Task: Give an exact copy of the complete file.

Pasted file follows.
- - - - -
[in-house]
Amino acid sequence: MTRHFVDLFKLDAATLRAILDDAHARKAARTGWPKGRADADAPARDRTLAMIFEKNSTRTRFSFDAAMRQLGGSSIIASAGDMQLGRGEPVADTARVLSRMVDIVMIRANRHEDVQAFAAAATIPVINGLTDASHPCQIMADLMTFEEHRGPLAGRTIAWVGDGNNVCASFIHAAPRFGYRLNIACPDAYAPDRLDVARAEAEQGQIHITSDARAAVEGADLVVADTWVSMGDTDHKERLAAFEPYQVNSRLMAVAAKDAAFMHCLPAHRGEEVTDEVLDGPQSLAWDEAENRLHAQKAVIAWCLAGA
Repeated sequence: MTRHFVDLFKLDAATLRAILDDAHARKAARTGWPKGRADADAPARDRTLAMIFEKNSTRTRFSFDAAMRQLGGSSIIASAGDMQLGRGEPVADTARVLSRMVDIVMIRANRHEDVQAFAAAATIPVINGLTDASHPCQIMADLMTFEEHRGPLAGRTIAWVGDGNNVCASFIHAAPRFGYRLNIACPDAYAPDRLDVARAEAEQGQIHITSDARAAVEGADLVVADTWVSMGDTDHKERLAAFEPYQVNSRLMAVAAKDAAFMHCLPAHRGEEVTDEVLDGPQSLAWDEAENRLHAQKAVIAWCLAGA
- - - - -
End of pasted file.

[in-house]
Amino acid sequence: MTRHFVDLFKLDAATLRAILDDAHARKAARTGWPKGRADADAPARDRTLAMIFEKNSTRTRFSFDAAMRQLGGSSIIASAGDMQLGRGEPVADTARVLSRMVDIVMIRANRHEDVQAFAAAATIPVINGLTDASHPCQIMADLMTFEEHRGPLAGRTIAWVGDGNNVCASFIHAAPRFGYRLNIACPDAYAPDRLDVARAEAEQGQIHITSDARAAVEGADLVVADTWVSMGDTDHKERLAAFEPYQVNSRLMAVAAKDAAFMHCLPAHRGEEVTDEVLDGPQSLAWDEAENRLHAQKAVIAWCLAGA
Repeated sequence: MTRHFVDLFKLDAATLRAILDDAHARKAARTGWPKGRADADAPARDRTLAMIFEKNSTRTRFSFDAAMRQLGGSSIIASAGDMQLGRGEPVADTARVLSRMVDIVMIRANRHEDVQAFAAAATIPVINGLTDASHPCQIMADLMTFEEHRGPLAGRTIAWVGDGNNVCASFIHAAPRFGYRLNIACPDAYAPDRLDVARAEAEQGQIHITSDARAAVEGADLVVADTWVSMGDTDHKERLAAFEPYQVNSRLMAVAAKDAAFMHCLPAHRGEEVTDEVLDGPQSLAWDEAENRLHAQKAVIAWCLAGA